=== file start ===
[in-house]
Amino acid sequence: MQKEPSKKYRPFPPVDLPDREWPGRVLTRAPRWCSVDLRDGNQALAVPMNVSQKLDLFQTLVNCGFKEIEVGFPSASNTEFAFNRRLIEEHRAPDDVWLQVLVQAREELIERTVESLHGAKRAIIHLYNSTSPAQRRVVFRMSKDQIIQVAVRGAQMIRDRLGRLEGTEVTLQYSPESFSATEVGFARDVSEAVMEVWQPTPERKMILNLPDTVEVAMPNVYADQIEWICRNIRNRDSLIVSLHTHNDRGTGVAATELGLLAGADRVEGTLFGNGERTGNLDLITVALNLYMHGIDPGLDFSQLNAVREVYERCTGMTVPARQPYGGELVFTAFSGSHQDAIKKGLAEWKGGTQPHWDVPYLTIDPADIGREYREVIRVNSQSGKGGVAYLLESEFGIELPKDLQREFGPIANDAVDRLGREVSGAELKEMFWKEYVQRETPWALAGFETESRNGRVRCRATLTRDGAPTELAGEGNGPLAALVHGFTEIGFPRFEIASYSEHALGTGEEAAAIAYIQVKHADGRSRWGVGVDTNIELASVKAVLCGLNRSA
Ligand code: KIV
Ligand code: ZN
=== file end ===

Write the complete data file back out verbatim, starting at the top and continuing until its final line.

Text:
[in-house]
Amino acid sequence: MQKEPSKKYRPFPPVDLPDREWPGRVLTRAPRWCSVDLRDGNQALAVPMNVSQKLDLFQTLVNCGFKEIEVGFPSASNTEFAFNRRLIEEHRAPDDVWLQVLVQAREELIERTVESLHGAKRAIIHLYNSTSPAQRRVVFRMSKDQIIQVAVRGAQMIRDRLGRLEGTEVTLQYSPESFSATEVGFARDVSEAVMEVWQPTPERKMILNLPDTVEVAMPNVYADQIEWICRNIRNRDSLIVSLHTHNDRGTGVAATELGLLAGADRVEGTLFGNGERTGNLDLITVALNLYMHGIDPGLDFSQLNAVREVYERCTGMTVPARQPYGGELVFTAFSGSHQDAIKKGLAEWKGGTQPHWDVPYLTIDPADIGREYREVIRVNSQSGKGGVAYLLESEFGIELPKDLQREFGPIANDAVDRLGREVSGAELKEMFWKEYVQRETPWALAGFETESRNGRVRCRATLTRDGAPTELAGEGNGPLAALVHGFTEIGFPRFEIASYSEHALGTGEEAAAIAYIQVKHADGRSRWGVGVDTNIELASVKAVLCGLNRSA
Ligand code: KIV
Ligand code: ZN